Vietnam students invent air cleaning bicycle

A student riding a bike Image copyright Viet Nam News/Nguyen Dung
Image caption The students say the device is capable of absorbing most pollutants in the air

A group of students in Vietnam have invented an air-filtering device for bicycles, to save them having to wear anti-pollution face masks on their journey to school, reports Viet Nam News.

The three friends from Thang Long Gifted High School in Da Lat city spent six months on experimentation before finalising the design.

The device, which is installed on the handlebar, has an air filter and a battery. The filter uses three layers of cotton and activated carbon fabric to capture the dust.

The filter is linked to small fans installed on both sides of the front wheel, which are connected to the existing dynamo on the bike.

They blow the clean air into the cyclist's face, as well as charge the battery on which the filter runs.

Test results have shown that the device could filter up to 86% of dust and 63% of nitrogen oxide, according to local environmental authorities.

Pham Gia Sam, a physics teacher at the school, is confident it's a reliable result that has been reached through many tests at different locations in the city.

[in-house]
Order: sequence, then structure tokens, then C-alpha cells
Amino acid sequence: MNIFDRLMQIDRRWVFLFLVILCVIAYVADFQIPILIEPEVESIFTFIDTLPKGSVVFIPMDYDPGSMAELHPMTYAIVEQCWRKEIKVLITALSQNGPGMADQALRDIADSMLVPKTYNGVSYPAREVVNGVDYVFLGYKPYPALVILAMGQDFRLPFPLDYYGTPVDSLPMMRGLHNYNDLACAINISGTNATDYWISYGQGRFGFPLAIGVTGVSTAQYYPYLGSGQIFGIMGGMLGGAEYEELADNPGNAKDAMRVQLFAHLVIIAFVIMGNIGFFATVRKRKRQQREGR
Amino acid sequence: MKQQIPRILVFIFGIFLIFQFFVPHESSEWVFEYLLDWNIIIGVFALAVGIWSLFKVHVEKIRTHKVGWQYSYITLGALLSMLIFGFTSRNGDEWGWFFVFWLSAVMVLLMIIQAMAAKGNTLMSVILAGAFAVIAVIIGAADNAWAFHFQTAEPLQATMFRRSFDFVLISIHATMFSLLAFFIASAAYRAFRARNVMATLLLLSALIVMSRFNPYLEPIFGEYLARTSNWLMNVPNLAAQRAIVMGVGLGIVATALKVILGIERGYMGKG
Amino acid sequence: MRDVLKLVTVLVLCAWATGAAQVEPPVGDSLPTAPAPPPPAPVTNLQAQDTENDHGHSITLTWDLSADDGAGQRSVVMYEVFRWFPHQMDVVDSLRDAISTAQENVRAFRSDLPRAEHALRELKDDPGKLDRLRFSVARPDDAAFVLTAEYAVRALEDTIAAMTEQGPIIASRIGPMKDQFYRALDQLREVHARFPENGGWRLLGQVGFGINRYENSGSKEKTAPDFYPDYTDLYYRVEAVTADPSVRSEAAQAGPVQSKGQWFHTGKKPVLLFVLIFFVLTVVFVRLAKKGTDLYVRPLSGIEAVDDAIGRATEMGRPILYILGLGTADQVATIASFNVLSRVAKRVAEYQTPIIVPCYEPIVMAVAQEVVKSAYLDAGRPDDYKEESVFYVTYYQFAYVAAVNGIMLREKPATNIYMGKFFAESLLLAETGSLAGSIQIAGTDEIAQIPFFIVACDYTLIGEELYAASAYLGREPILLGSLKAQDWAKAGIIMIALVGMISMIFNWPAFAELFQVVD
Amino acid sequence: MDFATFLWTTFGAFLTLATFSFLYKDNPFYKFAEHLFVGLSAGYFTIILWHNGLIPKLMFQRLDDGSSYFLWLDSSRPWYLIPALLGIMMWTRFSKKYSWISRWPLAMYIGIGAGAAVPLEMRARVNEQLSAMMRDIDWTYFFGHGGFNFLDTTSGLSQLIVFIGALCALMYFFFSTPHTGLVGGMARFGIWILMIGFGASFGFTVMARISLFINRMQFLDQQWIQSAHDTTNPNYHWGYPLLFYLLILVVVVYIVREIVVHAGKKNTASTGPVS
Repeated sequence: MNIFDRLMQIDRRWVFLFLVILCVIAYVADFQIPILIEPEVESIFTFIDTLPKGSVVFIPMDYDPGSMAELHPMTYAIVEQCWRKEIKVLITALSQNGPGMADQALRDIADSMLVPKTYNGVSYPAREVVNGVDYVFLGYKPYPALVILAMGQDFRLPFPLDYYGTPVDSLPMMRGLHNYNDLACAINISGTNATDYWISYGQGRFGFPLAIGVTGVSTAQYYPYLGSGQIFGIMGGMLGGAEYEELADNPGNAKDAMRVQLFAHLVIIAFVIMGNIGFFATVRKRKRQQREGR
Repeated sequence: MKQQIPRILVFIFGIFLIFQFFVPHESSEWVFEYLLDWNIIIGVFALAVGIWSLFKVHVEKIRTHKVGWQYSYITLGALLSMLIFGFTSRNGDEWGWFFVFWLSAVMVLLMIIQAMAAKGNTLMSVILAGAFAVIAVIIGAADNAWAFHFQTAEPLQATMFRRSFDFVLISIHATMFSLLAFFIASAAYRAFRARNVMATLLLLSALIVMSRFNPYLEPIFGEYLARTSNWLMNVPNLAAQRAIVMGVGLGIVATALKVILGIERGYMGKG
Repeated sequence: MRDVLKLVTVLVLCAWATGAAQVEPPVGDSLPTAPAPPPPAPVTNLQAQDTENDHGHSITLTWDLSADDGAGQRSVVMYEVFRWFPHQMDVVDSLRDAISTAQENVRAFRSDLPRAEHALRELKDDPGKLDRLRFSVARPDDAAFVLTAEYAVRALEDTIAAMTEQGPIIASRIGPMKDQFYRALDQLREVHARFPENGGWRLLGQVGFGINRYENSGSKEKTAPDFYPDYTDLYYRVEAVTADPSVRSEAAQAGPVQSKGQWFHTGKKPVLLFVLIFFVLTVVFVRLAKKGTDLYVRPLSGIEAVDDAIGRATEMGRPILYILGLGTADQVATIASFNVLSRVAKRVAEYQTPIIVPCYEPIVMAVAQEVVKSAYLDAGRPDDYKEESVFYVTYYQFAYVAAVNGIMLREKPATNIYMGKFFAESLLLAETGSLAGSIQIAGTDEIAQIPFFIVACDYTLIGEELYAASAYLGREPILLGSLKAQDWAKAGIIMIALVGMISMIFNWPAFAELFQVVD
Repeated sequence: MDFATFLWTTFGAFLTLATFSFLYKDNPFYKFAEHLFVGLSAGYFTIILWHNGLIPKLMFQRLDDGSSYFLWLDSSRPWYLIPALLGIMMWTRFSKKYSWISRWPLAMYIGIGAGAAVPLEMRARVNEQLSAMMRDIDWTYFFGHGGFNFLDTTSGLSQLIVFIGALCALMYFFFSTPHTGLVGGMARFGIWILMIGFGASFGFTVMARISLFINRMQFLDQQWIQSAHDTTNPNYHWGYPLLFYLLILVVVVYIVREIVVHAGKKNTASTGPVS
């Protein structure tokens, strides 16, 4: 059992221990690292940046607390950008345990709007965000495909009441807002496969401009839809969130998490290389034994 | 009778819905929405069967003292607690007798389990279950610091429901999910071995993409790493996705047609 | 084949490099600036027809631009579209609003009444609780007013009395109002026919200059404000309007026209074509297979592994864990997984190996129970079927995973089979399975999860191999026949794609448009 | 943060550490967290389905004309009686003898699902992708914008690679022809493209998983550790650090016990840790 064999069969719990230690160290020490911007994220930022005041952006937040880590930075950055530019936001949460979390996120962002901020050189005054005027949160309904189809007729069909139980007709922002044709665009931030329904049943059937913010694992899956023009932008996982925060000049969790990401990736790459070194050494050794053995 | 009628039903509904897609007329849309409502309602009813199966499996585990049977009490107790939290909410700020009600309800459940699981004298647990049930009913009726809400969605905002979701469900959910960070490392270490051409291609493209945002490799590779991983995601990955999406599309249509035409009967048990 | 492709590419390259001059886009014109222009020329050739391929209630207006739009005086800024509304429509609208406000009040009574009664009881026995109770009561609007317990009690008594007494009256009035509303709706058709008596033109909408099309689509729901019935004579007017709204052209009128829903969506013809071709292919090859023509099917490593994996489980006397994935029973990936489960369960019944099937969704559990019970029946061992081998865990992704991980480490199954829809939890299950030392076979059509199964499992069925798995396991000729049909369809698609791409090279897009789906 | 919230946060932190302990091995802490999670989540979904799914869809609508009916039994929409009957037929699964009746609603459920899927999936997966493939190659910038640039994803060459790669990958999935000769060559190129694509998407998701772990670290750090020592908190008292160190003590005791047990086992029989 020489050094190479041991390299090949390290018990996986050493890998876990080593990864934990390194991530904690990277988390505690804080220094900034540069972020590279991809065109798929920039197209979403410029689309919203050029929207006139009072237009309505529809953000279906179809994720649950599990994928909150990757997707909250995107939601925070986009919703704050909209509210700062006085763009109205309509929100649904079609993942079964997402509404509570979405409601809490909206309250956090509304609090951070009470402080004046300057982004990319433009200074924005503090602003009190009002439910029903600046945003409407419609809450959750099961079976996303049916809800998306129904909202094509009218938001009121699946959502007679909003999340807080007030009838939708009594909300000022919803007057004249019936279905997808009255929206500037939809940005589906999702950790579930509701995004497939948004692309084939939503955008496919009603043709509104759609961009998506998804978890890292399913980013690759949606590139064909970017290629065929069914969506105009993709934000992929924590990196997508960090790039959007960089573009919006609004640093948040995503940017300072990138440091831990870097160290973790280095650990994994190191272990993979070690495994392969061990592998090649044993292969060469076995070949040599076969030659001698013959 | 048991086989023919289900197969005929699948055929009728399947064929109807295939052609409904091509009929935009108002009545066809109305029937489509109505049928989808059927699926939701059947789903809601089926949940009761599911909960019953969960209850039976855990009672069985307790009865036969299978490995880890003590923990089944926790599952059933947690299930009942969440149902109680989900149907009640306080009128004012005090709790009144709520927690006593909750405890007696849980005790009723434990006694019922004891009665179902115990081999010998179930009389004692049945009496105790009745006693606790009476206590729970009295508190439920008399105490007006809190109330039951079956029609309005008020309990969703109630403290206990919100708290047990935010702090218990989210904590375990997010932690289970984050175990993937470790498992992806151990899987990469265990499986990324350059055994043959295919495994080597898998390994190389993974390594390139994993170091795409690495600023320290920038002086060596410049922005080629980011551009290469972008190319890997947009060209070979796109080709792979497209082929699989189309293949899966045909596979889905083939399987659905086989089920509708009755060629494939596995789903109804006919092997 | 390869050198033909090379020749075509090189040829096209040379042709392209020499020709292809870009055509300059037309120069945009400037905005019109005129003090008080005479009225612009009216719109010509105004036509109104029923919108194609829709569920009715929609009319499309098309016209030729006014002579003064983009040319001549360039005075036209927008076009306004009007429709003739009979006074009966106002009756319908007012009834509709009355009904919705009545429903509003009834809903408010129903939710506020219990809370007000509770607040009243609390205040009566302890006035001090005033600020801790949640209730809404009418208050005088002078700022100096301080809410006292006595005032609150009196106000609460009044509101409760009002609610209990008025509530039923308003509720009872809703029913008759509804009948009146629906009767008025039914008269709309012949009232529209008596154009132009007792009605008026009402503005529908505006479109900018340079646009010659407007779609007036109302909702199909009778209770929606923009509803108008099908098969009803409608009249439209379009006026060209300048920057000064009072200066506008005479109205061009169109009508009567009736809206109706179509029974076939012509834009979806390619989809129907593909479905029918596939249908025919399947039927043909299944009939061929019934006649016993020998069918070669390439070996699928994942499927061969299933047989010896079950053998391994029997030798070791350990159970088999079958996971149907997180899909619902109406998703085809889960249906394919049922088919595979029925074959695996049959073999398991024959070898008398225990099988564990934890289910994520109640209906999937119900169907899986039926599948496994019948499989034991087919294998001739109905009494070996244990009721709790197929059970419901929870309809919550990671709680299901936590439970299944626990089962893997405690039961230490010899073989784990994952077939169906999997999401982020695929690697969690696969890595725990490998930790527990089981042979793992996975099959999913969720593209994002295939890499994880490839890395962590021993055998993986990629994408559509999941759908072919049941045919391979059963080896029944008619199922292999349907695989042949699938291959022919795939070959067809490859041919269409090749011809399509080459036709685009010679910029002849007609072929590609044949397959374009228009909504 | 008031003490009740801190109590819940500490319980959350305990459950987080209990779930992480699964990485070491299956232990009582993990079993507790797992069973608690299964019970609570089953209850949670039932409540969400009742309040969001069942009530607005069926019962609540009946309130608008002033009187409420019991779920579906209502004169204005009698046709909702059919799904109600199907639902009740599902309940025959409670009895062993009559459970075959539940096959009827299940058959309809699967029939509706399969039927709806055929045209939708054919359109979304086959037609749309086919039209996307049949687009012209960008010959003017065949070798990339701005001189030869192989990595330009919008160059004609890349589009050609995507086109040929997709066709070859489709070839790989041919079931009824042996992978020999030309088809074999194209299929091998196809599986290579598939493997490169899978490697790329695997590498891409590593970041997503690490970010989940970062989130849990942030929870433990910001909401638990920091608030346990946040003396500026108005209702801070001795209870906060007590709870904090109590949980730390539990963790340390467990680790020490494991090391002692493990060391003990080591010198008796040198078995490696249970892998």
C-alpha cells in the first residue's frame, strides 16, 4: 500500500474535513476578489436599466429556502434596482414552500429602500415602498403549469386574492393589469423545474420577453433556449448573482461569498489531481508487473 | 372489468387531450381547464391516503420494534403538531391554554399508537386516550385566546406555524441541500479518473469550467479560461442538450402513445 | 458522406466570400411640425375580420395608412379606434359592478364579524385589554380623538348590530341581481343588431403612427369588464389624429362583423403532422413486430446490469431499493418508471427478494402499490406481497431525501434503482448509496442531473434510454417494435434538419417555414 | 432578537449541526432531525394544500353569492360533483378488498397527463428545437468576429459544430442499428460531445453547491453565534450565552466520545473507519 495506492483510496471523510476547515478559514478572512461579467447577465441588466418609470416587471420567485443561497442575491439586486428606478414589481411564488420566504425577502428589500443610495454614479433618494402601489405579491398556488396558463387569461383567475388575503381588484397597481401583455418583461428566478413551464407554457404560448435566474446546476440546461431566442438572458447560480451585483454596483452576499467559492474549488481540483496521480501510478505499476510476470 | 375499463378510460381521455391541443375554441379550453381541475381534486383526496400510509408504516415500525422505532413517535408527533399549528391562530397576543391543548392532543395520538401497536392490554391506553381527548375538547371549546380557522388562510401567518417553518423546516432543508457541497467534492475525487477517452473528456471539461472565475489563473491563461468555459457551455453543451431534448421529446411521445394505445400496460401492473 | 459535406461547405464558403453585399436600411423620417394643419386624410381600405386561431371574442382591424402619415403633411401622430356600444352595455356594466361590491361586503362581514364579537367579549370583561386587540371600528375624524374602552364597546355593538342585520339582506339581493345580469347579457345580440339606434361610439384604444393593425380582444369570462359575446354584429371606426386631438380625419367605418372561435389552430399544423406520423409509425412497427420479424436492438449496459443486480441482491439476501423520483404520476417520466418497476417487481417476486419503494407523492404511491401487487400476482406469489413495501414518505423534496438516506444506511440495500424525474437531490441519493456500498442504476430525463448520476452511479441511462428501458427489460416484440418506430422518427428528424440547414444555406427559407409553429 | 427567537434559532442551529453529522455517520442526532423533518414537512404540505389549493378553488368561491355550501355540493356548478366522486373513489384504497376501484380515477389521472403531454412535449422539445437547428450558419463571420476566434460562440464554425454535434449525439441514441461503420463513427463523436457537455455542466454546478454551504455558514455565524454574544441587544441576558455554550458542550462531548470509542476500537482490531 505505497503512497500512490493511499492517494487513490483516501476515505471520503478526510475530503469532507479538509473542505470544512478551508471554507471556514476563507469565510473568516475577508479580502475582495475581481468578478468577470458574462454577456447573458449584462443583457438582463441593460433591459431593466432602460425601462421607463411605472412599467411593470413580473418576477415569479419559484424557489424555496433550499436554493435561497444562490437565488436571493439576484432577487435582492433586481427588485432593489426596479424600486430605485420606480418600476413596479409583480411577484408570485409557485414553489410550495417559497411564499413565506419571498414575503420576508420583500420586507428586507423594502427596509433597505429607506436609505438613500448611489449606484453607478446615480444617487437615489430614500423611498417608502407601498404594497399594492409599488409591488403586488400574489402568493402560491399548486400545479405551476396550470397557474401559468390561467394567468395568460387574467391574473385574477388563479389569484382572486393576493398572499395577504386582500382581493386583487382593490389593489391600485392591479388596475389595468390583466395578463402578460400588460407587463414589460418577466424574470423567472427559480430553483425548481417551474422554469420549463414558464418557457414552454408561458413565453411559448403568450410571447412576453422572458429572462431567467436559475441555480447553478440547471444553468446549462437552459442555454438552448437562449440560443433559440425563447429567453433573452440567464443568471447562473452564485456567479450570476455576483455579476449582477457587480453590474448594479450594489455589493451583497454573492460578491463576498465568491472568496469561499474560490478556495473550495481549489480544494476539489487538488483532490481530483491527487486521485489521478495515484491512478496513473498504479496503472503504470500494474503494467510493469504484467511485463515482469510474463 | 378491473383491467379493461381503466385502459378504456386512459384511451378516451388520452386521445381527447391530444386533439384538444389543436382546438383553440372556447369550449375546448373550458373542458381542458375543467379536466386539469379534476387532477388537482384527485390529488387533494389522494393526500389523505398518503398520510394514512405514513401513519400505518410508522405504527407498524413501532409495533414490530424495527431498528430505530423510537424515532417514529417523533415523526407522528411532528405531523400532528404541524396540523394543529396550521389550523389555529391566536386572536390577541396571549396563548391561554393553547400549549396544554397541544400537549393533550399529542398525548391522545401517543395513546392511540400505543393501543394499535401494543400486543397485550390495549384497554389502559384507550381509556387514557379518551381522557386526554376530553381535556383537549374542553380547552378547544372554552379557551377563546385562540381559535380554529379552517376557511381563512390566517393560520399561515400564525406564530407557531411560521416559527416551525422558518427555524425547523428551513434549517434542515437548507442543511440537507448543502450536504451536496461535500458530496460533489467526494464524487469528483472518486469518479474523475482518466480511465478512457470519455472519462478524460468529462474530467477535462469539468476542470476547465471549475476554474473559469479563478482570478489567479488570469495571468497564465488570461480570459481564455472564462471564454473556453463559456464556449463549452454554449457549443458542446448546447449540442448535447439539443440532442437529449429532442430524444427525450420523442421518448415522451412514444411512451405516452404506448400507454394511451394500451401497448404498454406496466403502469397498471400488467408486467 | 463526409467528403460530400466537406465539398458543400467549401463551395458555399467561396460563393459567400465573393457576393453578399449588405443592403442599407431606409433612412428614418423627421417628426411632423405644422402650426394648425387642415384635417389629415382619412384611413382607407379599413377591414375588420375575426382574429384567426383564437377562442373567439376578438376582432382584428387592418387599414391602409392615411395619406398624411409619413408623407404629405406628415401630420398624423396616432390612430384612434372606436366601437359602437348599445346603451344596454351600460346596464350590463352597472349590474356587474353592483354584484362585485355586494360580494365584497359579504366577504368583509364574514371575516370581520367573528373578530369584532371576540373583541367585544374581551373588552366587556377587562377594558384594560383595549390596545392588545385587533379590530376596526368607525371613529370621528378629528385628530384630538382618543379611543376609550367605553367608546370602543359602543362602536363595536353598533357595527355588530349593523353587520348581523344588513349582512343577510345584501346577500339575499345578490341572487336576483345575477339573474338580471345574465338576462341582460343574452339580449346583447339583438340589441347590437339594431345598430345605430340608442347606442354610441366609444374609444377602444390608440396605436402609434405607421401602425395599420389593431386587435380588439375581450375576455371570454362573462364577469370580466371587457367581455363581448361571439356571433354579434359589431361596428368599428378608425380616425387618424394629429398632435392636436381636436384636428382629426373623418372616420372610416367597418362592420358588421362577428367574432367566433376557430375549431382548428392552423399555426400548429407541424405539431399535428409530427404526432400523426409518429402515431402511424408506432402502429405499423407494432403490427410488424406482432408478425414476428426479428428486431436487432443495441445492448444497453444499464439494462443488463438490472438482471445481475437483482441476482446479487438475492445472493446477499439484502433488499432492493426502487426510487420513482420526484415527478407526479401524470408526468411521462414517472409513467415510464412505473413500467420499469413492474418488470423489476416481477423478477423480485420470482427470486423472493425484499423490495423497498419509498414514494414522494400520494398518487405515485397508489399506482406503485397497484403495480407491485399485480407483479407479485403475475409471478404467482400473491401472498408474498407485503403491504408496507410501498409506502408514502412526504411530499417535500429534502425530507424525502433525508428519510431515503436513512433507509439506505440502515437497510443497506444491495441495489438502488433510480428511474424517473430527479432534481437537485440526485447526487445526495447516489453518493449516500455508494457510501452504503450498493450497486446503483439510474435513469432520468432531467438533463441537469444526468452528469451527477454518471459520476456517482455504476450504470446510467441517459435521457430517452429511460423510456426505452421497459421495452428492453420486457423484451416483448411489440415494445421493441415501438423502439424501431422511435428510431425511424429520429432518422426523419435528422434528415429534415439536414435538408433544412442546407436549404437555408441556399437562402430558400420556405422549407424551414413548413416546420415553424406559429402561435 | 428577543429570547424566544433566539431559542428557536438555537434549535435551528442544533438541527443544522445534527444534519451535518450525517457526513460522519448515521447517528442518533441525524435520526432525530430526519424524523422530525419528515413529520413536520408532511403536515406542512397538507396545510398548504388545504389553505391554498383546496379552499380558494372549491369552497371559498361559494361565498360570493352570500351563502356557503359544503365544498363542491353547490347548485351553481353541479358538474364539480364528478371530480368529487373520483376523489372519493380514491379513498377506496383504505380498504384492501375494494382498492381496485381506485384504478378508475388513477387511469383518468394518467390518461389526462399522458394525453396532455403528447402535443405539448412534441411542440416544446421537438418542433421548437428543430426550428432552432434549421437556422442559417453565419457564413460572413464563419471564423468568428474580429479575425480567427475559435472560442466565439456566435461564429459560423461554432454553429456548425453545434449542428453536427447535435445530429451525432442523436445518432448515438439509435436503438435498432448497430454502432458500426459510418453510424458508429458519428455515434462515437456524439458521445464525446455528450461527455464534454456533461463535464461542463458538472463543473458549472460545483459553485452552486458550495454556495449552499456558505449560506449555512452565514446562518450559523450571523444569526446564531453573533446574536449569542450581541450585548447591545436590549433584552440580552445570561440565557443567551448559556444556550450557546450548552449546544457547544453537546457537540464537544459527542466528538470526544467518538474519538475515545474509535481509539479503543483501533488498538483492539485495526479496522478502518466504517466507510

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The student trio who won second prize at this academic year's national technical and scientific competition for high school students, is determined to continue work on improving the gadget in order to maximise its impact.

"In the near future, we will manufacture such filters for electric bikes, which would contribute towards protecting people's health and the environment," student Cao Thị Khanh Hoa said.

And to keep manufacturing costs low, the students have used recyclable materials.

Smog-free bicycle

Image copyright Daan Roosegaarde
Image caption The smog-free bicycle if part of a bigger project of urban innovations designed to reduce air pollution

This isn't a new idea. Dutch artist Daan Roosegaarde has been working on a smog-free bicycle for a few years now, as part of a larger environmental project.

His prototype, which also sits on the handlebar, inhales polluted air, cleans it using positive ionisation, and releases the purified air back in a cloud around the cyclist. The design was inspired by the manta ray, which filters water for food.

Mr Roosegaarde's design firm Studio Roosegaarde has ambitions plans for its smog-free bicycle.

It is hoping for a large-scale deployment that could make an impact in polluted cities, and has been working on such plans for a while.

The firm told the BBC it's "tuning the right launching date" with ofo - China's leading bike-sharing programme.

Reporting by Krassi Twigg

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